In Business, what is Overhead?
Overhead, also known as indirect expenses, is the cost of running a business. Without these expenditures, a company would not be able to function, but they do not contribute directly to the generation of profits. In a simple distinction between indirect and direct expenses, the desk an employee sits at is considered an indirect expense, while the materials for the product the employee makes at the desk are a direct expense. Without the desk, the employee cannot work, but the desk does not produce profits, while the materials the employee works with to create a product do.
Business owners have to consider overhead when they price products and services, and sometimes it can be a serious problem. If a retail store selling clothing pays a great deal for a premium location, for example, it must charge high prices for its stock, but customers may not be inclined to pay those prices, because they cannot see the reasons why the clothes should be so expensive. In this situation, the store may be forced to slash prices, which could mean that it barely meets its operating expenses.
Some examples of indirect expenses include rent, utilities, taxes, licensing fees, insurance for employees, travel, accounting services, and fines. Without these expenditures, the business likely could not exist, making them a very necessary part of the business. Direct expenses include things like employee salaries and wages, wholesale goods purchased for the purpose of resale, and raw materials purchased for the purpose of manufacturing. These expenses are designed to create profits for the business so that the owner makes money.
The percentage of overall operating expenses taken up by overhead can vary, depending on an array of factors. Most business owners aim to keep the expenses as low as possible, but they also recognize that a failure to invest in a business can cause long term problems. Refusal to move to a better location or to provide competitive benefits to employees can result in a decline over time, eventually causing a business to fail or require it to dramatically restructure to cope with changes.
In most nations, overhead expenses can be claimed on taxes, because the government recognizes that these expenditures are not voluntary, and that they would not be made if someone didn't own and operate a business. Typically, the amount is deducted from the gross receipts of the business, along with other expenses, to arrive at an adjusted income that is used to calculate the tax rate the business owner must pay.
Here is a situation. A company imports goods from USA and pay VAT according to C-79 form issued by HMRC and other Import and Custom Charges like Deferment fees, Air Freight charge, etc. I want to know how to allocate the Import and Custom duty? Overhead Expense or Operating Expense?
My boss has decided that he will allocate all overhead and direct cost to his key employees. They will then have to cover these costs from profits generated to the company. If they cannot cover the key employees will not be paid. Is this unusual?
I work for a home town business but it is a large organization for the area. By no means would I call it a corporate business and it has always felt nice working for people that I could personally know on a first name basis. I could even shake the hand of the owner everyday if I wanted.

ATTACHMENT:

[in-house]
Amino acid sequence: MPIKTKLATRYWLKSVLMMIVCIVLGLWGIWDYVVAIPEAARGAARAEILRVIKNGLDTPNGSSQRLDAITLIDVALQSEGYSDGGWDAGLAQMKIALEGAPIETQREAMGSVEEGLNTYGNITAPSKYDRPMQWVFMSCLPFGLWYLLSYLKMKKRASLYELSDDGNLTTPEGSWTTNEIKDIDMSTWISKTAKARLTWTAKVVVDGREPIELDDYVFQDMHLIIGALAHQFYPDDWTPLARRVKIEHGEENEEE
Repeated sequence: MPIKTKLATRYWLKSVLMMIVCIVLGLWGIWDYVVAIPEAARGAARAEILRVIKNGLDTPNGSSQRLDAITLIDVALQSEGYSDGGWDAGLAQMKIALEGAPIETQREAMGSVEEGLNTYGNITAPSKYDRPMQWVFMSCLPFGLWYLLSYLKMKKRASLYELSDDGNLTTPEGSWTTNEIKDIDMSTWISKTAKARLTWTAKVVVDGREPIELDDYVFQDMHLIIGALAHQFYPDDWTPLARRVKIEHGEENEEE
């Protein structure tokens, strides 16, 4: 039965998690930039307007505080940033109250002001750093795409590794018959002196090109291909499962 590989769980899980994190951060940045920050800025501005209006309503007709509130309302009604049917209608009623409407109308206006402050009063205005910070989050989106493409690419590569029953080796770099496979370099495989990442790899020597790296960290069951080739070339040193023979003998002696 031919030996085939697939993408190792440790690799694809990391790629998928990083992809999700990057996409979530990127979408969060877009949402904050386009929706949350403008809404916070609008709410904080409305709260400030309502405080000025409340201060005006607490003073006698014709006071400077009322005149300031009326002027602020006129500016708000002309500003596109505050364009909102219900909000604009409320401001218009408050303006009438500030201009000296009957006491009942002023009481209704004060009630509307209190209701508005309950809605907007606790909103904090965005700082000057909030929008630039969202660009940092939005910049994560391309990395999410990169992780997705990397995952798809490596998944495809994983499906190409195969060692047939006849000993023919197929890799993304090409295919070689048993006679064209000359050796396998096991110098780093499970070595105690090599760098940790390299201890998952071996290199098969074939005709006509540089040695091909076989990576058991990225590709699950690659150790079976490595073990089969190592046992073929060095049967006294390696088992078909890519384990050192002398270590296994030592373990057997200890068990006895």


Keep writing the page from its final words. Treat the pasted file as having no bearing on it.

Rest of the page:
Recently they claimed to have a slow down in business and needed to reduce their overhead costs. The first thing to go was the employee coffee machine and supplies.
Now I've worked there for 22 years and never in my days have I had to buy coffee before work in the morning. This cost savings of maybe $50 a week for 30 employees has now created a disgruntled workforce.
Not only do I spend my own money now paying for coffee but I have to get up earlier to make sure I have time to either make it or stop by a cafe where there are usually lines. Moral of the story is, cut costs if you need to but cut employee benefits only as a last resort. Otherwise you will have to deal with some caffeine hungry tired employees.
@FootballKing, I think it is important to remember that the employee comfort overhead costs are what keeps those hard workers happy and productive. If you look at it from the worker's perspective then you would see that the happiness level they have has a direct effect on their work performance.
Who wants to wake up everyday and drag themselves out of bed to a shower in a miserable apartment only to go to work and have their boss get upset because just this once you forgot to run the copies double sided.
It seems like some of the most harsh and demeaning cost cutting practices by employers are the ones that cut little perks out from the workers routine. If a company or business owner is looking to save a bit and bump up that profit margin just a bit then they will start taking away little things at first. Soon it will be the big things like health benefits and retirement plans, all so they get their extra bonus.
In my business, overhead costs make or break my profit. Whenever I can cut costs on things like rent or office supplies, I do so with a vigorous effort.
Most of my employees do not understand how there is a direct relation to our expenses and my profit. But I imagine it would be unless you saw the full financial reports. My biggest worry is employee comfort costs. I recently had an employee ask about the availability of in-office childcare. Can you imagine what the overhead costs on that would be?
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